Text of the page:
We would not take this out to pseudo equilibrium because all this time wasted getting only a small amount of uptake would not be wise. Instead, we stop in this regime here where we get to say 80% of the equilibrium uptake after 100 minutes. Well, that same 80%, if you put it in a good contactor, that's not a TGA. Instead of taking 100 minutes, takes on the order of 15 minutes. So if you put it in a monolith, contactor like shown here on the bottom right, you can get absorption in a 15 minute cycle and then if you have a rapid way to heat it, you can get desorption even faster. And so the startup companies are talking targeting roughly a 20 or 30 minute cycle whereby you would do absorption for 15 minutes and desorption for about 5 minutes.

So how can you get that rapid heat transfer necessary in order to get the CO2 off as quickly as possible? So I mean, absorption is going to be going to occur at ambient temperatures, typically -20 to 40 degrees C depending on where you are in the globe. And then you want to have a small delta T for regeneration on the order of 40 to 80 degrees C And there's two preferred modes that you can use to deploy that rapid heating. One way that we prefer at Georgia Tech is direct stream steam stripping and the second way is via a dual heating. There's obviously a lot of other ways you can do it as well, but those are the two we prefer at Georgia Tech. So steam stripping with saturated steam is one of the fastest ways you could do heat transfer. Heat of condensation of steam onto a sorbent material can give you very, very rapid heat transfer.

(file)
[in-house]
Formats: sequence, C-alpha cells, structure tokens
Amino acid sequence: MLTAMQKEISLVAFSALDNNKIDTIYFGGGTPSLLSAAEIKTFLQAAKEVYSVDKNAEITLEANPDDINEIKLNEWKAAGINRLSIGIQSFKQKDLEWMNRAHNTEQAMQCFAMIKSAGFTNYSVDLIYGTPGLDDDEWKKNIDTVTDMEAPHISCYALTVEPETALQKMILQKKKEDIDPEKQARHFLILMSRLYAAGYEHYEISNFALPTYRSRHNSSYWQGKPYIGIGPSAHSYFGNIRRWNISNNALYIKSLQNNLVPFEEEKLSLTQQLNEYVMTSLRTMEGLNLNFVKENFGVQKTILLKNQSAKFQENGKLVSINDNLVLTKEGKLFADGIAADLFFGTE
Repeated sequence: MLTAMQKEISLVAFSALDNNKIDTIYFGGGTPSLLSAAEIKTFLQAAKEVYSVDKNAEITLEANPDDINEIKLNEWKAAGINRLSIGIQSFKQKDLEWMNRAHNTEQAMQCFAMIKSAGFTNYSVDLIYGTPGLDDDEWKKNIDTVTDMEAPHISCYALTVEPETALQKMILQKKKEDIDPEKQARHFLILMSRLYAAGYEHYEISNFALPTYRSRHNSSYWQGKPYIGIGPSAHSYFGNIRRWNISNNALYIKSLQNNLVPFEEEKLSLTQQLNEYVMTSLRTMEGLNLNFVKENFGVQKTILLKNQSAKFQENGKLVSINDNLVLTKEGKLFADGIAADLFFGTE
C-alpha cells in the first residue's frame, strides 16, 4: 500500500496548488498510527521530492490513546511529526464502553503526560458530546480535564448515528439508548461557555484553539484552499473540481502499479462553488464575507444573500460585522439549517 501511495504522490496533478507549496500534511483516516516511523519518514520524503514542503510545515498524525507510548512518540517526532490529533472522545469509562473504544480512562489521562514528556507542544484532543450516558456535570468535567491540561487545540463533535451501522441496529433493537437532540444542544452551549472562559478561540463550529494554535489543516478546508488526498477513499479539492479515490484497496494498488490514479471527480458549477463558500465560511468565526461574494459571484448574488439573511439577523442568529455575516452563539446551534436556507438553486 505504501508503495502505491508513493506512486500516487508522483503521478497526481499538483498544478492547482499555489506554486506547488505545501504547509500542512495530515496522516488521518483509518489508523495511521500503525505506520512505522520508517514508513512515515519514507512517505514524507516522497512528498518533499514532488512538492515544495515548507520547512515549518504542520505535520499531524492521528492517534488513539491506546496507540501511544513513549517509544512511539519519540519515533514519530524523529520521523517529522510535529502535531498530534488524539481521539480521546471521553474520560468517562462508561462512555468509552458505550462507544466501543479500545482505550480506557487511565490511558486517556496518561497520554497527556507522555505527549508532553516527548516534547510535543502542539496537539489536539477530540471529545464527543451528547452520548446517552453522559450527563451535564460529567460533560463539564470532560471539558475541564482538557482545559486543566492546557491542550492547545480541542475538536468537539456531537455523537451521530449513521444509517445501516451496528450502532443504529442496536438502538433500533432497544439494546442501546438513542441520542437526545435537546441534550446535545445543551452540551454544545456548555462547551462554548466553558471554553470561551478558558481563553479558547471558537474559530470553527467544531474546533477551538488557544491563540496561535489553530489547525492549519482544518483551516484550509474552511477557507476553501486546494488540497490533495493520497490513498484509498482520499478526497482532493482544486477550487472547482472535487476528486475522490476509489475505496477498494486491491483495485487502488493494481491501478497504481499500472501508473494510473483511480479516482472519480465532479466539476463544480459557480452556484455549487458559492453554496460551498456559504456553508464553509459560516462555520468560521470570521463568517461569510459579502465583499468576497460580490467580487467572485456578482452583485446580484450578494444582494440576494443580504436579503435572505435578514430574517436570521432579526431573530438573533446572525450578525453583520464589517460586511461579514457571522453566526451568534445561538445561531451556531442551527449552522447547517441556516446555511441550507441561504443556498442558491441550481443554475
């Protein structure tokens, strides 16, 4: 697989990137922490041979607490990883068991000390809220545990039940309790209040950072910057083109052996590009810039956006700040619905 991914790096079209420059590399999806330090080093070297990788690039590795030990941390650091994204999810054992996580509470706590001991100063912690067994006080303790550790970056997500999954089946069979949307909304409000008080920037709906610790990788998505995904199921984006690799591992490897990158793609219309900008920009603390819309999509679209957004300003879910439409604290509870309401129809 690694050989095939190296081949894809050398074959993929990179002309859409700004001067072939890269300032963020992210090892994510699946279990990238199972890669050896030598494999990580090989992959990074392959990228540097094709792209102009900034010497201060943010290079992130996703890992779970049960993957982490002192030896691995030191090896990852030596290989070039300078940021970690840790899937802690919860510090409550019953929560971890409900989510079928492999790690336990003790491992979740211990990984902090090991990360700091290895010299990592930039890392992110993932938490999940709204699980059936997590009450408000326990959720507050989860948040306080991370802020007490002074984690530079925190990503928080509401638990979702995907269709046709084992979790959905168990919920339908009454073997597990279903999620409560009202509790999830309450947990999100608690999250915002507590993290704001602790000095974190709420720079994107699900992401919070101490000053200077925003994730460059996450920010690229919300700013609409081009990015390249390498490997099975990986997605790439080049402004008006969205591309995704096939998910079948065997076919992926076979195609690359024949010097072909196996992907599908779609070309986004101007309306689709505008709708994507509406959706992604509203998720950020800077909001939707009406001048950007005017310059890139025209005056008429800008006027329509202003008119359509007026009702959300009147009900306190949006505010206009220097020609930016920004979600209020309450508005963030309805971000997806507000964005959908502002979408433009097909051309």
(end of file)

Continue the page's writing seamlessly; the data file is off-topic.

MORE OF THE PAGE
So we'll take our sorbent, which if you remember earlier, was yellow with trapped CO2 in the form of red. We're going to go ahead and pass steam over. That steam will condense on the surface, and it'll provide two driving forces for desorption. One is the heat, the rapid heat conduction into the sorbent based on the steam condensation. And the second is the change in partial pressure, right? So now we're diluting the the concentration of CO2 over the material. Once we have a steam CO2 mixture, that's a relatively easy mixture to separate by condensation.

You can condense out the the steam, recycle it, and then you have essentially a pure CO2 stream. This requires a very robust sorbent. So for those of you who remember what I talked about earlier, for my sorbent, I in the lab, I use a lot of silica and a means a silica and an amine and steam makes mush.

So that's not what you would do at scale. You got to use a more robust metal oxide. And so we typically would use an aluminum silicate or a alumina that can withstand that sort of steaming.

The second approach, what we've developed more recently, and this is really due to the expertise of my colleague Ryan Lively, is to do dual heating. So we all hear about how we're going to have all this free electricity at certain times of the of the year when renewable energy is so efficient. I don't really believe that, by the way. But it's nice that we have low cost electricity. And if we do and if we want to use electricity for desorption, we can do that by joule heating. So rather than making a polymeric fiber with silica particles in it, we can take a carbon fiber coated with our sorbent layer.

In this case cellulose acetate with silica particles put amines in there and then we can rapidly heat from 20 degrees C to 120 degrees C in a matter of a minute or less by joule heating by putting a voltage across that carbon fiber. And compared to a typical temperature swing adsorption, which gives you a broad curve of CO2 that's released, you can probably barely even see the blue curve in the back. The red curve with electric swing adsorption is a very sharp pulse so we can get a very high concentration of CO2 off very quickly with joule heating. If we have a sorbent that's robust enough to heating up to say 90 degrees C and and then cooled back down very, very rapidly. So you've got to have a way to rapidly heat and cool in order to cycle this material quickly.